Seattle/Portland riders make up barely 8% of the total.
The high may be the Capitol Ltd, with about a third of
the passengers going D.C.-Chicago. (My outdated but
best available source is for 2008, the NARP Fact Sheets.)
http://www.narprail.org/cms/images/uplo ... ains08.pdf

Arlington wrote:But also, given the really lousy timing at Cincinnati
(1am westbound and 3am eastbound), you'd have to say that
the Cardinal "works" for everyone along the way except
Cincinnati (pop 2.2m), in the same way that the Pennsylvanian
and Capitol Limited do a bad job of serving Pittsburgh (pop 2.6m)
but serve everyone else pretty well.


The Capitol Ltd, and the Lake Shore Ltd, do a really lousy job of
serving Cleveland, too, always after midnight but before dawn.

Arlington wrote:There's got to be a better way to serve the Cardinal's route.


Upgrading the tracks between Chicago-Cleveland/Pittsburgh
to 110 mph would probably fix the lousy arrival and departure
times in those cities, even if the remainder of the routes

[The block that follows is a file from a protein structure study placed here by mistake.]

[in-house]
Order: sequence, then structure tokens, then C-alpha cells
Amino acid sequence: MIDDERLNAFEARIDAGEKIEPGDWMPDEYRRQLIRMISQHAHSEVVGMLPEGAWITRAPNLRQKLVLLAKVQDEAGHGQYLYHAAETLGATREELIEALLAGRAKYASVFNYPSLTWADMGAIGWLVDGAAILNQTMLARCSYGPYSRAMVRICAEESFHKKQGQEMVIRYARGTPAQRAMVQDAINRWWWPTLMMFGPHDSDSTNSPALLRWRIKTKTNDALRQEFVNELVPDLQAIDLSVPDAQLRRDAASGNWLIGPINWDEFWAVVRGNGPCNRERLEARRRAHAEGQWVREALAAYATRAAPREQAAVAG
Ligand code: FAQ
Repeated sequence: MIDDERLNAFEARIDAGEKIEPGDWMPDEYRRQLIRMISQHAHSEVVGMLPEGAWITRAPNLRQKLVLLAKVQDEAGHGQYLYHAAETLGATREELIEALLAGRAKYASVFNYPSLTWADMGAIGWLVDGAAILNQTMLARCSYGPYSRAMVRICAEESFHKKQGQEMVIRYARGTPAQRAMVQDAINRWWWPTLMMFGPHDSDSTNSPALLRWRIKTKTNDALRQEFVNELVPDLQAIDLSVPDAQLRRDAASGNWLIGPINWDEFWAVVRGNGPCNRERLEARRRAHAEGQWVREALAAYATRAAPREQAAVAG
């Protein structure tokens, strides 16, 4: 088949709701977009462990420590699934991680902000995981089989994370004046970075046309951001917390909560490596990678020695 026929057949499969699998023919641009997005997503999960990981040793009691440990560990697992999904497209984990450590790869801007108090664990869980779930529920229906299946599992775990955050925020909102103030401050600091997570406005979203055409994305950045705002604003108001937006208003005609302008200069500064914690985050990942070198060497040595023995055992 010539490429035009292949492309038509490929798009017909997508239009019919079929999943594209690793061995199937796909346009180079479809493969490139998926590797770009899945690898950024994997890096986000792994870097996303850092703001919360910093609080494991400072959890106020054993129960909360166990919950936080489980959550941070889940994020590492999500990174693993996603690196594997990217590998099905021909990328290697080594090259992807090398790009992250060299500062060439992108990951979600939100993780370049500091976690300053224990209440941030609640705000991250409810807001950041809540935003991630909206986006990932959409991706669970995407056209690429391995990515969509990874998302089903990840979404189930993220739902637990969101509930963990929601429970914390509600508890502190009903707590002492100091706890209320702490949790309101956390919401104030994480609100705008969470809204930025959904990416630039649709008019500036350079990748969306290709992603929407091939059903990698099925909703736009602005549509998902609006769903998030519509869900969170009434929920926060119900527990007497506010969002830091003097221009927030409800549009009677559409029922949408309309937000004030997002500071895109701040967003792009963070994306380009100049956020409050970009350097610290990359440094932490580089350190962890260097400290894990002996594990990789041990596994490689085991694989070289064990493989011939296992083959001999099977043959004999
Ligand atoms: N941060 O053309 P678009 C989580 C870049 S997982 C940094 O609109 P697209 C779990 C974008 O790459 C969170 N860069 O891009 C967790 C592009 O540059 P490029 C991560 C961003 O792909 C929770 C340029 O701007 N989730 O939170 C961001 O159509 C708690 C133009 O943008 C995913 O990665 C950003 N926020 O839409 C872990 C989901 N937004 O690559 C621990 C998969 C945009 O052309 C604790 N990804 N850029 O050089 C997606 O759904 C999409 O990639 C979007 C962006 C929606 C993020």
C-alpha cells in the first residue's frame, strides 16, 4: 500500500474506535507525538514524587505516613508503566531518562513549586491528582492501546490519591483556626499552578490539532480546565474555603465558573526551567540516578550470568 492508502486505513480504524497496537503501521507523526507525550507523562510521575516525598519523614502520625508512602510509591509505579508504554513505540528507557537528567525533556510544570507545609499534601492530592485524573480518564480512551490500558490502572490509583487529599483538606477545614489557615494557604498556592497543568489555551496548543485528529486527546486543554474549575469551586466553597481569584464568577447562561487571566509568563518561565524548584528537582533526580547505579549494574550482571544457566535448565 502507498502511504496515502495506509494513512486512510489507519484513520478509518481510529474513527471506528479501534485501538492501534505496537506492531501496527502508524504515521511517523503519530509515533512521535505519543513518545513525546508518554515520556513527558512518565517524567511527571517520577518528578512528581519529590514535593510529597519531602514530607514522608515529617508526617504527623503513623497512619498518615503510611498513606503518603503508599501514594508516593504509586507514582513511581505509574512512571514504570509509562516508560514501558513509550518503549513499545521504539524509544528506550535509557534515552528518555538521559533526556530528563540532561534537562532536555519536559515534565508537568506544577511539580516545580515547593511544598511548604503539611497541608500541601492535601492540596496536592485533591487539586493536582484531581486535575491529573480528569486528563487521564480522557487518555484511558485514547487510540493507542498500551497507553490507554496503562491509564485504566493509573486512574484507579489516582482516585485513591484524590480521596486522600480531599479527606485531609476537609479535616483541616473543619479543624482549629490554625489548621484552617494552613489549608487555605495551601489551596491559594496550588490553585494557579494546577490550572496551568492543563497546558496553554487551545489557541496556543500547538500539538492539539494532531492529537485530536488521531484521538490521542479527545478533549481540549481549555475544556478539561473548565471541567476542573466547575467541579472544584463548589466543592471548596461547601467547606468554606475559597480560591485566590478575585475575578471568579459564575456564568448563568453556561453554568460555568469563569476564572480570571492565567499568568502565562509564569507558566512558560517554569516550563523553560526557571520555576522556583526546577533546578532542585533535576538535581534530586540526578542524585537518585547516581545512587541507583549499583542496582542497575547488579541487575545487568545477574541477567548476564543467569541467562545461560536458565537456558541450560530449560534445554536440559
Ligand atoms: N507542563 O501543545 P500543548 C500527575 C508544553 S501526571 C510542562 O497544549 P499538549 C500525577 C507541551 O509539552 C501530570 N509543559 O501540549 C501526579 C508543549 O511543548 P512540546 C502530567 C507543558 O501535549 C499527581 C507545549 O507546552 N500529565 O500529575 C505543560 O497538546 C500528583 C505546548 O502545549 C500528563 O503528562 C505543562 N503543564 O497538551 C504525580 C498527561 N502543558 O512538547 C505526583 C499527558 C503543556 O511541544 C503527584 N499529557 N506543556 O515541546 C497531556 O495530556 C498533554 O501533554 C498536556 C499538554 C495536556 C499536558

remained unchanged. (And actually, NYC-Albany-Buffalo is
high on some lists for upgrades to 110 mph.)

But sadly, there's very little going on right now with those
notions. Maybe if we slip back into recession -- and given
the fools on D.C. that could happen -- and then more
stimulus will be needed ...

Arlington wrote: ... the Hoosier State would probably do much better
if it were extended to CIN.


Wait a minute. The Hoosier State runs Chicago-Indianapolis
only on the days that the Cardinal does not run. Extending it
to Cincinnati is probably not the first thing to do with it.
First, make the Cardinal daily. Second, make the Hoosier State
a second run on the western end of the Cardinal's route,
so there'd be a morning train and an evening train to Indy.
After that gets up and going, extend that second run to Cincy.

And as I said before, upgrading Cincinnati-Indianapolis-Chicago
to 110 mph would transform the Cardinal from a lonely loser
wandering thru the boondocks to another train on a busy corridor.
But no time soon.

Arlington wrote:Going daily seems to just repeat the flaws of
the current route and schedule.


Not exactly. The current three-day-a-week service pattern
wastes a lot of money on crew costs. Crew members have to be
accommodated in NYC, and paid "away pay." Pure waste. If
the train ran daily, some part of the additional crew would be
"paid for" with the savings on NYC hotel rooms and the away pay.

Here's the problem. Let's say the Cardinal loses $100 a day
running 3 days a week. Total weekly loss is $300. Then running